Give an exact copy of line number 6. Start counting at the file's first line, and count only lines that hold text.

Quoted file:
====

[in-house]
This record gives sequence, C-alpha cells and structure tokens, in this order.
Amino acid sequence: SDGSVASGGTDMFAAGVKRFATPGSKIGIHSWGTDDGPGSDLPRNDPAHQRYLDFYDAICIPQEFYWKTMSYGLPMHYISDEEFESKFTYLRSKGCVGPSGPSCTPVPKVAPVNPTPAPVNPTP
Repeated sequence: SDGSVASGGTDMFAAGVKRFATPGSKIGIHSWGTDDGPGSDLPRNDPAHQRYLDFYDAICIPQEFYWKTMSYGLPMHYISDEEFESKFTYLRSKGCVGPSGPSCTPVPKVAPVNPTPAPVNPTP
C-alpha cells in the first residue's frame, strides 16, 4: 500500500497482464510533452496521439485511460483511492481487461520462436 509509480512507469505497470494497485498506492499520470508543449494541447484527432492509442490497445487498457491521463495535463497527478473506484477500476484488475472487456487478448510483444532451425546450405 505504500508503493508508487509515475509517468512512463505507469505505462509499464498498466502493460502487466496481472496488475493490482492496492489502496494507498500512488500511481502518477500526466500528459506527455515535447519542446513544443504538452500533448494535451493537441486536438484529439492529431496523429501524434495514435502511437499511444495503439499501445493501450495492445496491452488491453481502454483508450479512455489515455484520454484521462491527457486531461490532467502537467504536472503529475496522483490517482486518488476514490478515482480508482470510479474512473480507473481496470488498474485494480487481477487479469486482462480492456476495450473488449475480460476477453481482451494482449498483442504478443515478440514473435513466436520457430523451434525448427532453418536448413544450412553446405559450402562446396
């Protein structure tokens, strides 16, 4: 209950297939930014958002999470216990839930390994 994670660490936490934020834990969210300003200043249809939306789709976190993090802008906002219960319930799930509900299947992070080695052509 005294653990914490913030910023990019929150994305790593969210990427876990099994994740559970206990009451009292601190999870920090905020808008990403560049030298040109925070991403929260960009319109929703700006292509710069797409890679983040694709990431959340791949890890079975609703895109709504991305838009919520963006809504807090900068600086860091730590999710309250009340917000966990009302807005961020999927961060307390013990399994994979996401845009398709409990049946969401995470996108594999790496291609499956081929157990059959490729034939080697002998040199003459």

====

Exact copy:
């Protein structure tokens, strides 16, 4: 209950297939930014958002999470216990839930390994 994670660490936490934020834990969210300003200043249809939306789709976190993090802008906002219960319930799930509900299947992070080695052509 005294653990914490913030910023990019929150994305790593969210990427876990099994994740559970206990009451009292601190999870920090905020808008990403560049030298040109925070991403929260960009319109929703700006292509710069797409890679983040694709990431959340791949890890079975609703895109709504991305838009919520963006809504807090900068600086860091730590999710309250009340917000966990009302807005961020999927961060307390013990399994994979996401845009398709409990049946969401995470996108594999790496291609499956081929157990059959490729034939080697002998040199003459």